Similar to the above preference analyses for experiment 1, we additionally carried out all preference analyses using the data set including side biases. Results are presented in Online Resource 4 (Table 1 for directional preference analyses; Table 3 for (dis-)similarity analyses). The removal of side biases did not change the overall interpretation of the results.
The datasets generated and analysed during the current study are available from the corresponding author on reasonable request.
Experiment 1: female choice for male apparent aggression
The natural levels of male and female aggressive behaviour were highly repeatable (males: R ± SE = 0.710 ± 0.050, CI [0.598, 0.795], Nmales = 96; females: R ± SE = 0.684 ± 0.078, CI [0.511, 0.808], Nfemales = 48). Males and females were equally aggressive on average, but males tended to be more consistent in their level of aggression compared to females (Table 1). We found no deviation from random female preference for either the level or consistency of male apparent aggression (Table 2, Fig. 3a). Similarly, we found no effect of relative similarity in the level and consistency of apparent or natural aggression on female preference (Table 3, Fig. 3b). There was a strong trend of female preference decreasing with increasing relative similarity in natural consistency of aggression with the effect size being rather small (Table 3).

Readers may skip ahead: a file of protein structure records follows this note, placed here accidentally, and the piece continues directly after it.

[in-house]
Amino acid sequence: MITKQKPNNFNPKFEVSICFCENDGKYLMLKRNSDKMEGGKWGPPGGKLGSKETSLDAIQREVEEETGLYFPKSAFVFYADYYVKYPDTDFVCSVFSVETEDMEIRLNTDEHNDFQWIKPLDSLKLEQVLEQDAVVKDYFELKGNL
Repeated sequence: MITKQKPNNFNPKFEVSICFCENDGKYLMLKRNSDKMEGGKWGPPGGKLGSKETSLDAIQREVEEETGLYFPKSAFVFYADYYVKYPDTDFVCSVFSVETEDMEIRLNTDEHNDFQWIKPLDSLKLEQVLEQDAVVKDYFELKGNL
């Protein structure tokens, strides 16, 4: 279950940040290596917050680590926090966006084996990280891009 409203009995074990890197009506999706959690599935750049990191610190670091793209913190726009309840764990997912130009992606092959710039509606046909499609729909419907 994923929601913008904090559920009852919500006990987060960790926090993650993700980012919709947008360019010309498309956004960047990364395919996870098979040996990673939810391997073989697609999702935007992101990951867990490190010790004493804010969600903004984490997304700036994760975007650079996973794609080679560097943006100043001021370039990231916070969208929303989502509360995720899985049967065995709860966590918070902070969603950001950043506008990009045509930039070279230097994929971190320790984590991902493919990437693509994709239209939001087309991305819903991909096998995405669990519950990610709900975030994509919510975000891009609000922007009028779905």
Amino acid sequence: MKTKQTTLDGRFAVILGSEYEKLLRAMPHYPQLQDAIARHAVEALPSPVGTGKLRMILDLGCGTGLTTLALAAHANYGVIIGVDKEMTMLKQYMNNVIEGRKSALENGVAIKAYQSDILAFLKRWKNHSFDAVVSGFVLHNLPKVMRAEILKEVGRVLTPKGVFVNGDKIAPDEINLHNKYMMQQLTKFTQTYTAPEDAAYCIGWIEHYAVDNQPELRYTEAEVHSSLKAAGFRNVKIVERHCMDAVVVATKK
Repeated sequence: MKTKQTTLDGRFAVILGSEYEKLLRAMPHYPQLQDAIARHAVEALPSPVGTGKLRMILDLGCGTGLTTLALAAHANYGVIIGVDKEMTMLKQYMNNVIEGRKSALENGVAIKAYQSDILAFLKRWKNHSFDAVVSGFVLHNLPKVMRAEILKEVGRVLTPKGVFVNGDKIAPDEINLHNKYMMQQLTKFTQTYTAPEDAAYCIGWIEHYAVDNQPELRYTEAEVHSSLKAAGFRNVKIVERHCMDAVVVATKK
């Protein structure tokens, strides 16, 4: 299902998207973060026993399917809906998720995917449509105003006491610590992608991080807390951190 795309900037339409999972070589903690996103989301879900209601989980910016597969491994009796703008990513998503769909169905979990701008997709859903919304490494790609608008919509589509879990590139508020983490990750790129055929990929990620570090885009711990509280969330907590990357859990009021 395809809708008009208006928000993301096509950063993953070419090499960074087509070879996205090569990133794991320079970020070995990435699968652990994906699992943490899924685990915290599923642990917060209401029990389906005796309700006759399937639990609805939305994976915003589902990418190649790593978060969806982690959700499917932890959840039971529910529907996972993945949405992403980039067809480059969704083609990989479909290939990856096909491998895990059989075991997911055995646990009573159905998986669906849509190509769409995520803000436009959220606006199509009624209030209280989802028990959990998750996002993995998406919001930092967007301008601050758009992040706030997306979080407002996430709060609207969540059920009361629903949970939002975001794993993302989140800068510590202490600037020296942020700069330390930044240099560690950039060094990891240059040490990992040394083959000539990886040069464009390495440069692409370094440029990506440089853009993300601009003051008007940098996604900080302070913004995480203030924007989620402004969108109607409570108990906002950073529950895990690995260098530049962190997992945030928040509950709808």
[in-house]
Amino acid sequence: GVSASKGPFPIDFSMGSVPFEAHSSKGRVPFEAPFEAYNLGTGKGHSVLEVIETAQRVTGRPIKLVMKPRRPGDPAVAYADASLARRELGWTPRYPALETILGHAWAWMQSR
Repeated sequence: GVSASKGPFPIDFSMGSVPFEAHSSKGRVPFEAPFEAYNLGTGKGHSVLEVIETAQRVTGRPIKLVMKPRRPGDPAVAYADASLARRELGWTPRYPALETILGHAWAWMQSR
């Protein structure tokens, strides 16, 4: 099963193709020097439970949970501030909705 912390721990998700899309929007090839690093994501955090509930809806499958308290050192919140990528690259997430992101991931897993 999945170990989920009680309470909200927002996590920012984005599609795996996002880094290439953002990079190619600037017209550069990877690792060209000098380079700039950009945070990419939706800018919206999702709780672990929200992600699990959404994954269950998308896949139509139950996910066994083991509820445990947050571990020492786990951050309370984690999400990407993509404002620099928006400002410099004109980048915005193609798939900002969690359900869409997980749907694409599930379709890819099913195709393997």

Experiment 2: female choice for male apparent boldness
Male and female APR levels were highly repeatable (males: R ± SE = 0.637 ± 0.071, CI [0.470, 0.752], N = 71; females: R ± SE = 0.743 ± 0.060, CI [0.605, 0.840], N = 60). Males were more active than females when the animated predator was present, though the sexes did not differ in behavioural consistency (Table 1). Females did not show an overall directional preference for the apparent level or consistency of male boldness (Table 2, Fig. 4a). Female preference for the apparently bold male significantly increased with within-male pair difference in the apparent level, such that the larger the difference in male apparent boldness, the greater was the female preference for the bold-appearing male (Table 4, Fig. 5). The difference in male apparent consistency did not affect female preference (Table 4), and there was no effect of relative similarity in apparent/natural boldness (level and consistency) on female preference (Table 4).